How to use Wine in the kitchen?

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Written By Gilberto Mattei

For the use of wines in cooking, we have to follow some general guidelines. Obviously this is not a strict rule, but it is advice gained through experience.

For fish dishes, crustaceans, molluscs, frogs, snails: white wine dry.
For white meat (such as poultry, rabbit, veal) : white wine dry.
For pâtés, galantines, veal with tuna sauce, baked pasta: white wine dry.
For fruit cakes, cakes such as doughnuts, bocconotti: sweetish white wine, sweet along the lines of Marsala or liqueurs.
For red meat (such as beef fillet), feathered and furred game, duck and other poultry:
red wine more or less robust in relation to the aromatic ingredients and the type of game.

A few exceptions

A few exceptions persist: sometimes fish can also be cooked with the red wine; examples: 'Cacciucco alla livornese' or 'Trottelle al Berbera'.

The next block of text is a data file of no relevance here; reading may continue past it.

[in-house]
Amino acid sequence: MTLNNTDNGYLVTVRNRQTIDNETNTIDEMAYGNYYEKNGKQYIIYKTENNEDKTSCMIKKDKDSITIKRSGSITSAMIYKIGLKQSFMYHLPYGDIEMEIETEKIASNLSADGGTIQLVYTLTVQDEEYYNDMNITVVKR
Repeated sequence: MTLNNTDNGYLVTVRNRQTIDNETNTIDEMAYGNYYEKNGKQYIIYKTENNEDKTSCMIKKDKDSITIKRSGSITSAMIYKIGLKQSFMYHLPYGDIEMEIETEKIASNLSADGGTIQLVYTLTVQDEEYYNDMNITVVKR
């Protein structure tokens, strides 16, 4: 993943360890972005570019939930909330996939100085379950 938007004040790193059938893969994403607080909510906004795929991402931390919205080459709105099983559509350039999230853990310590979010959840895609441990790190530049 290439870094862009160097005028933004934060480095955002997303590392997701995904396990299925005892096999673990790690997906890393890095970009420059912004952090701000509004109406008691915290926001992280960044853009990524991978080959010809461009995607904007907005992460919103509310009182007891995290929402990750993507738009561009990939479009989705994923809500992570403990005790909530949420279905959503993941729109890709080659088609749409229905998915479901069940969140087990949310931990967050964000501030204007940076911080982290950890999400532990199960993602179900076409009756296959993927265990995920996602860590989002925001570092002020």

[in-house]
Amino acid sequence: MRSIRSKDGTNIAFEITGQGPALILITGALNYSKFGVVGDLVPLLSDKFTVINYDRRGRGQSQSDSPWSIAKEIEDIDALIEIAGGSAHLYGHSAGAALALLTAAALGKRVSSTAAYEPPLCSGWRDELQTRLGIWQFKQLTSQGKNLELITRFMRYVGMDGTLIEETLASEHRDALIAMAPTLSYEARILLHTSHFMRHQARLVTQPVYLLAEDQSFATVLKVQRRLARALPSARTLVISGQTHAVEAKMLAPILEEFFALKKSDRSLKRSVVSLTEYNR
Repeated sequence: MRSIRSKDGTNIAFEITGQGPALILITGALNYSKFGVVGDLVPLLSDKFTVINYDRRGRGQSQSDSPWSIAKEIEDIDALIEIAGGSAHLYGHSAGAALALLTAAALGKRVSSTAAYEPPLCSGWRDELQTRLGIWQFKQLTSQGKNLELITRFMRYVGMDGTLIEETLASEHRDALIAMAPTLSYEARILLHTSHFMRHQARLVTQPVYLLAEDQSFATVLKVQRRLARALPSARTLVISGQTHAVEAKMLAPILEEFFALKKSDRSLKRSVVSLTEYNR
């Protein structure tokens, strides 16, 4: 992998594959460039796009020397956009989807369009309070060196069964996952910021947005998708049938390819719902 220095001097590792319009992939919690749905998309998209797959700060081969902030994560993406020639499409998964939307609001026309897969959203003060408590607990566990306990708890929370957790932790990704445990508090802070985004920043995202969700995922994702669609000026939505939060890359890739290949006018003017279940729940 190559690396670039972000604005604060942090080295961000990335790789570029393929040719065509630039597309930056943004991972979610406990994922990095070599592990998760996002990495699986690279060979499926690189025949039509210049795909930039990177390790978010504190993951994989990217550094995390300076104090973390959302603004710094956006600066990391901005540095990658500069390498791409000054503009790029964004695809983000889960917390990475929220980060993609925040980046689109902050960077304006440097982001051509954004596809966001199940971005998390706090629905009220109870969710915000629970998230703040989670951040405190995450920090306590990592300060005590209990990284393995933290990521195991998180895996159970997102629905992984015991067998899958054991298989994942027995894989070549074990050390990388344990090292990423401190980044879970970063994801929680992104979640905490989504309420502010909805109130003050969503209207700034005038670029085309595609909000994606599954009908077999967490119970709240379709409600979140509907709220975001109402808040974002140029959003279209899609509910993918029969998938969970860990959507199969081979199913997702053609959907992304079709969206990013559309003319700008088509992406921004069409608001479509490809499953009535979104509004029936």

Another very important thing about wine in cooking is to know it: tasting, you can tell with experience what effect the cooking will produce. Never use wine bottles that are too old (known as the past), the white wine too aged is subject to maderalisation, and if it has too amber a colour, avoid using it.

Some recipes, such as lingua alla Cortese, call for Cortese wine; the same goes for Coniglio al Marzemino. Returning to Cortese wine, however, if the tongue is served as an hors d'oeuvre the combination is fine, but if it is used as a first course, a good red like Dolcetto, thus able to hold its own in the next course.

There are cases in which the use of wine in cooking at the table is strongly discouraged. This is the case with escalopes with Madeira or Marsala. This is because Marsala, for example, can be found in four types: Marsala Virgin, Fine Marsala, Marsala special e Marsala superior. These Marsalas are very different and range from dry to sweet. Therefore, for the preparation of meat dishes, the dry type should be used, namely the Marsala virgin superiorwhile if we want to make a dessert, we can use the sweet or the fortified dessert.

Same for the Dry Valpolicella for cold meats, red meat and game. While the Sweet Valpolicella it is advisable to use it as a dessert wine.

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